Extremely rare whale washes up on Venice beach

The Stejneger's beaked whale is rarely seen in the wild. The species typically dive deep in subarctic waters to feed on squid and small fish. (Flickr)

The Stejneger's beaked whale is rarely seen in the wild. The species typically dive deep in subarctic waters to feed on squid and small fish. (Flickr)

The Los Angeles Times reported the roughly 4.57m-long female Stejneger's beaked whale washed ashore on Tuesday night, even though it prefers frigid subarctic waters.

A truck hauled away the mammal, which will be autopsied by scientists to learn more about it and how it died. Tell-tale circular bite holes of the so-called cookie cutter shark (shown below) were found on its body.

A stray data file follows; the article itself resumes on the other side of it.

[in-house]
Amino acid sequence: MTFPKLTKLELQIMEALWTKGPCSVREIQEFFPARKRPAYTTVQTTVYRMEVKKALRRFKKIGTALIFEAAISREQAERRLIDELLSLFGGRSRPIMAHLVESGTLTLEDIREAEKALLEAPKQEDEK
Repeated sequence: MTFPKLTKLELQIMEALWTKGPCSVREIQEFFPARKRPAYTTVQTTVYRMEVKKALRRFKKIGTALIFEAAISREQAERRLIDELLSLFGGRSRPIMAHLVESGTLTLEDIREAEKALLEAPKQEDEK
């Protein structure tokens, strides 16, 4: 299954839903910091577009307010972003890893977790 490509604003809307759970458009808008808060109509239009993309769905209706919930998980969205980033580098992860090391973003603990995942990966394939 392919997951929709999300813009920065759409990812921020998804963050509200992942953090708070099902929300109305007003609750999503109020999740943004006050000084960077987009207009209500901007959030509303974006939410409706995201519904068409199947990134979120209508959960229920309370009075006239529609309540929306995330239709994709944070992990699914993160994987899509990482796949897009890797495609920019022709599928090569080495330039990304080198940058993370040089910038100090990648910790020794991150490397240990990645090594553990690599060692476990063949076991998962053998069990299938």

Reports say the carcass was extremely well-preserved and that the whale was probably alive when it washed ashore.

The Stejneger's beaked whale is rarely seen in the wild. The species typically dive deep in subarctic waters to feed on squid and small fish.

They're believed to migrate as far south as Northern California. Males are known for their saber teeth that stick up midway from each side of the lower jaw.

However, the teeth of females and their offspring remain hidden beneath the gum tissue. Sapa-AP

 

Comments

blog comments powered by Disqus

Client Media Releases

No 'stop-and-go' distractions on national roads
Pharmaceutical warehouses keep cool with Imperial
NWU Mafikeng Campus holds annual Excellence Awards
MTN's acquisition of Smart Village is finalised